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Gather Together (Virtually) to Celebrate Holidays from a Safe Social Distance

Going digital isn’t just for businesses. Families and communities around the globe are preparing to take their upcoming holiday gatherings online.

For many, early Spring is as much a holiday season as is the one we all know and love in the winter. Families gather worldwide for Easter brunches and mass, Passover seders, colorful Holi celebrations, and Eid feasts to end Ramadan. This year, that picture you have in your head, of those meaningful, spiritual, and celebratory traditions, will undoubtedly look and feel very different. 

I come from a family that loves a Passover seder. We love it so much that we start preparing for it months in advance. Every year, we try something new, invite new people, try new recipes, or change the format. The Seder is not just a meal, it’s dinner and show. We spend hours brainstorming new ideas, adding more meaning and enjoyment to the activities for our Seder guests.  

So, here we are in 2020 and everything we’ve come to look forward to this season has been shrouded in uncertainty or simply canceled, indefinitely. But it is still Spring outside (in the Northern Hemisphere), and just as the trees and flowers are impetuously blooming, our holidays and annual celebrations must go on as well. 

We Have the Technology 

As it turns out, there are nothing but options available to us the moment we decide that—pandemic or no pandemic—my event is happening. You’ve seen this all over the world, in every context. Business meetings, job fairs, conferences, networking sessions, interviews, and happy hours are all still happening virtually. You’ve probably heard from friends that you don’t see very often inviting you to a virtual movie or game night. The technology at our fingertips makes so many different types of personal connections possible, right now, and it’s probably more frequent.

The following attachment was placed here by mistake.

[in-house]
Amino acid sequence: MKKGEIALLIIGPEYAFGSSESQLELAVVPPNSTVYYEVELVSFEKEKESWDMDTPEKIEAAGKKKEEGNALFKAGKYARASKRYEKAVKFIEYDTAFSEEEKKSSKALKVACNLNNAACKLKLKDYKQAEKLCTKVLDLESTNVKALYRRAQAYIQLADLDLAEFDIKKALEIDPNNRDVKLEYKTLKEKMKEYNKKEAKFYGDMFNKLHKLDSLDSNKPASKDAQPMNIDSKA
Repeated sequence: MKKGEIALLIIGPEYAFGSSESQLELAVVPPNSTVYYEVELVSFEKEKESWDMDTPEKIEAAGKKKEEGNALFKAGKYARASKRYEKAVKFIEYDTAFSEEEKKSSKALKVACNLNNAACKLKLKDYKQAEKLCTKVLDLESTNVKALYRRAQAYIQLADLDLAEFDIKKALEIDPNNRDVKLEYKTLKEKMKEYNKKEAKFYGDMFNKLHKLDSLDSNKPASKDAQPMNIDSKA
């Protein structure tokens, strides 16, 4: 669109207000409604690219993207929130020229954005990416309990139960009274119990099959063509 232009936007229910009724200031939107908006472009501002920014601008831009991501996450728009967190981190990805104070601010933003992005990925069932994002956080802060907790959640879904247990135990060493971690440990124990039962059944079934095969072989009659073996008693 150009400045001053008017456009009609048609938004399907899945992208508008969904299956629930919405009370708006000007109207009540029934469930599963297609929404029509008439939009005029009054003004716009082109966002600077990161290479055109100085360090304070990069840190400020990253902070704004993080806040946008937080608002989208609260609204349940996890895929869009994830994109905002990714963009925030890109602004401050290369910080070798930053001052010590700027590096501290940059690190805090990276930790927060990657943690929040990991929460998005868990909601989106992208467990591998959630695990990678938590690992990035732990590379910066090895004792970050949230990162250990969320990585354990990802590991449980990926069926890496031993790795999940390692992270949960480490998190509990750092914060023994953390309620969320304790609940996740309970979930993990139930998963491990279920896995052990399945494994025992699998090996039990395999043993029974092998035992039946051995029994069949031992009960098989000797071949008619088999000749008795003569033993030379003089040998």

When you apply these virtual transitions to holiday gatherings and special occasions, believe it or not, these events are not too hard to make digital.  

  • The date is scheduled months or even years in advance. 

  • There’s a pre-determined itinerary or schedule of events. 

  • You have years of traditions to pull ideas from (consider your favorite food, activity, or story from past events). 

  • You probably already have a digital RSVP system set up, be it email, web invitation, or social media.

The Benefits 

Consider the benefits of not traveling or gathering for live family events: 

  • You don’t need to factor in complex travel arrangements, traffic, finding parking.  

  • You only need to cook for your household. 

  • Your cranky and hangry guests can attend and also “stay home”. 

  • Think of your reduced carbon footprint. 

  • No one has to miss the event because they’re sick or can’t travel. 

  • This all adds up to the question: “Why didn’t I take my holiday virtual years ago?!”  


The Naysayers 

There will be people in your friend group or family who do not see the point of having a virtual holiday. For them, they may see the holiday event as the only time each year we get together. And if they can’t hug each loved one and feed them, then why bother?